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Certainly no household name, pianist Bill O'Connell works on the sidelines without much fanfare and his last album was nearly ten years ago for the short-lived return of Creed Taylor's CTI label. But there's something to be said for life experiences and O'Connell's time spent with Mongo Santamaria and Dave Valentin, not to mention subbing for Larry Willis in the Fort Apache Band, helped to endear him to the Afro-Cuban idiom that he manages to luxuriate in throughout Black Sand.
An undeniably mature and satisfying statement, this set features eleven originals by the pianist and one jazz standard that sit squarely within the idiom and feature Dave Valentin, Charles Fambrough, Steve Berrios, Joe Ford, and Milton Cardona. Of course, these names will be familiar to followers of Latin Jazz. O'Connell's writing favors the kind of structures which establish a strong groove while allowing for ample solo space. "Obakoso" even goes for a stripped-down percussion display by Milton Cardona recalling the folkloric tradition of Santaria. It's all pretty heady stuff that makes you wonder why O'Connell doesn't step out more often as a leader.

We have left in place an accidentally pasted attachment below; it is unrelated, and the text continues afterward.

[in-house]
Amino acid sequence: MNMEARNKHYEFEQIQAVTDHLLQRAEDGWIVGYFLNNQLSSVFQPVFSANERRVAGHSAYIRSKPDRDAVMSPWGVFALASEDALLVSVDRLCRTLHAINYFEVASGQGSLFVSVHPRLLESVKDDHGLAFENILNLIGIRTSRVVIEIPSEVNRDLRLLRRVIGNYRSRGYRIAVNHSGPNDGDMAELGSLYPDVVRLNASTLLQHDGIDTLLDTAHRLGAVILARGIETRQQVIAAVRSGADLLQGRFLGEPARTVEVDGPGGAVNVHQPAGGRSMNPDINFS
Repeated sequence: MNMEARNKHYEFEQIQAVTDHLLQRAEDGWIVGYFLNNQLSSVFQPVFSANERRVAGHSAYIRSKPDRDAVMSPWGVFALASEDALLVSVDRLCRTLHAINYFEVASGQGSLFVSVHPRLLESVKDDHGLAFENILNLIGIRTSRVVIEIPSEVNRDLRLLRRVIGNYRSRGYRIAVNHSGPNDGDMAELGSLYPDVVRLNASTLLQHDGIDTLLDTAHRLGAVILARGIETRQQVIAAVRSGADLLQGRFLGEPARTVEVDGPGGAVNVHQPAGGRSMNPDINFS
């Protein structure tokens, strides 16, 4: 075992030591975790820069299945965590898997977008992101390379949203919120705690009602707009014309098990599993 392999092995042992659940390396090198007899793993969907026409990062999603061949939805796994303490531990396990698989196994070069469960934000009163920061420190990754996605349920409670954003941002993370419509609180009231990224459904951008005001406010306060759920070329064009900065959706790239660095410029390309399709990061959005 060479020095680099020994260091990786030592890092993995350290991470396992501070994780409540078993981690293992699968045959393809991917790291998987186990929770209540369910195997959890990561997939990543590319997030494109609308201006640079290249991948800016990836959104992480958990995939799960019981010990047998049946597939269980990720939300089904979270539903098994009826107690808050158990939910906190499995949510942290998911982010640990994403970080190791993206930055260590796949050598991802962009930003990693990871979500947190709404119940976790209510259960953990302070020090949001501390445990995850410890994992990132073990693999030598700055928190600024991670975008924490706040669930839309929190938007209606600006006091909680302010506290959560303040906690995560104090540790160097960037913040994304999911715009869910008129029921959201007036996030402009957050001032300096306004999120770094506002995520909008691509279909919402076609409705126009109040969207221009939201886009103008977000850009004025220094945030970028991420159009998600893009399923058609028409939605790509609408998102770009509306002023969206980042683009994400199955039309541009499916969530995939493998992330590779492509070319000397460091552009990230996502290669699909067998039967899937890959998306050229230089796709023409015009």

Track Listing: Latin Jazz, Black Sand, Blue Brazil, Obakoso, Alhamba, Kidz, Fire Dance, Gentle Rumba, Son of a Montuno, Trepidation, Iguana, It's Alright with Me.
Personnel: Bill O'Connell (piano), Andy Gonzalez & Charles Fambrough (bass), Steve Berrios (drums), Joe Ford (alto & soprano sax), Randy Brecker (trumpet), Dave Valentin (flute), Milton Cardona (congas & vocals), Carole Robinson (vocals), Sergio Cardona (percussion)
I love jazz because it mixes intellect and emotion in a very spontaneous way.
I was first exposed to jazz by liberating a Coltrane and a Pharoah Sanders record from a friend in NYC and listening to them over and over until I got it.
My advice to new listeners is you have to take the time to listen to some jazz tunes a number of times until it starts to make sense.